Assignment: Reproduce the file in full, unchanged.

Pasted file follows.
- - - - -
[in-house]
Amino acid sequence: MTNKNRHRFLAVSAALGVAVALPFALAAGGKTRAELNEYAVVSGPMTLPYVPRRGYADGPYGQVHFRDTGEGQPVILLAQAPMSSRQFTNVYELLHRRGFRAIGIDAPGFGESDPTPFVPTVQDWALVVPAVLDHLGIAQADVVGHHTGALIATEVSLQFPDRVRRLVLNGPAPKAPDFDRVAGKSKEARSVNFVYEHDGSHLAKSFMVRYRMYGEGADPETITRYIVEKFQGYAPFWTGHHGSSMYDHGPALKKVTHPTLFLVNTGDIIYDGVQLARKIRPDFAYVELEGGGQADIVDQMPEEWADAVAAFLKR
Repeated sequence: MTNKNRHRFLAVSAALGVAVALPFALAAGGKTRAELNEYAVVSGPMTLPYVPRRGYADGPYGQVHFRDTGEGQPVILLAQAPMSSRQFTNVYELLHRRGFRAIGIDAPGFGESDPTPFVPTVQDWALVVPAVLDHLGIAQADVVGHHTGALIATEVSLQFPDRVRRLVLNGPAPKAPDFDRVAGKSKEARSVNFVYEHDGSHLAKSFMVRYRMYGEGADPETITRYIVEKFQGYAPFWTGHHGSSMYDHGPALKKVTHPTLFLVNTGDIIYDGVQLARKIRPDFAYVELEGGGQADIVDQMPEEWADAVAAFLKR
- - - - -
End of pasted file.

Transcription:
[in-house]
Amino acid sequence: MTNKNRHRFLAVSAALGVAVALPFALAAGGKTRAELNEYAVVSGPMTLPYVPRRGYADGPYGQVHFRDTGEGQPVILLAQAPMSSRQFTNVYELLHRRGFRAIGIDAPGFGESDPTPFVPTVQDWALVVPAVLDHLGIAQADVVGHHTGALIATEVSLQFPDRVRRLVLNGPAPKAPDFDRVAGKSKEARSVNFVYEHDGSHLAKSFMVRYRMYGEGADPETITRYIVEKFQGYAPFWTGHHGSSMYDHGPALKKVTHPTLFLVNTGDIIYDGVQLARKIRPDFAYVELEGGGQADIVDQMPEEWADAVAAFLKR
Repeated sequence: MTNKNRHRFLAVSAALGVAVALPFALAAGGKTRAELNEYAVVSGPMTLPYVPRRGYADGPYGQVHFRDTGEGQPVILLAQAPMSSRQFTNVYELLHRRGFRAIGIDAPGFGESDPTPFVPTVQDWALVVPAVLDHLGIAQADVVGHHTGALIATEVSLQFPDRVRRLVLNGPAPKAPDFDRVAGKSKEARSVNFVYEHDGSHLAKSFMVRYRMYGEGADPETITRYIVEKFQGYAPFWTGHHGSSMYDHGPALKKVTHPTLFLVNTGDIIYDGVQLARKIRPDFAYVELEGGGQADIVDQMPEEWADAVAAFLKR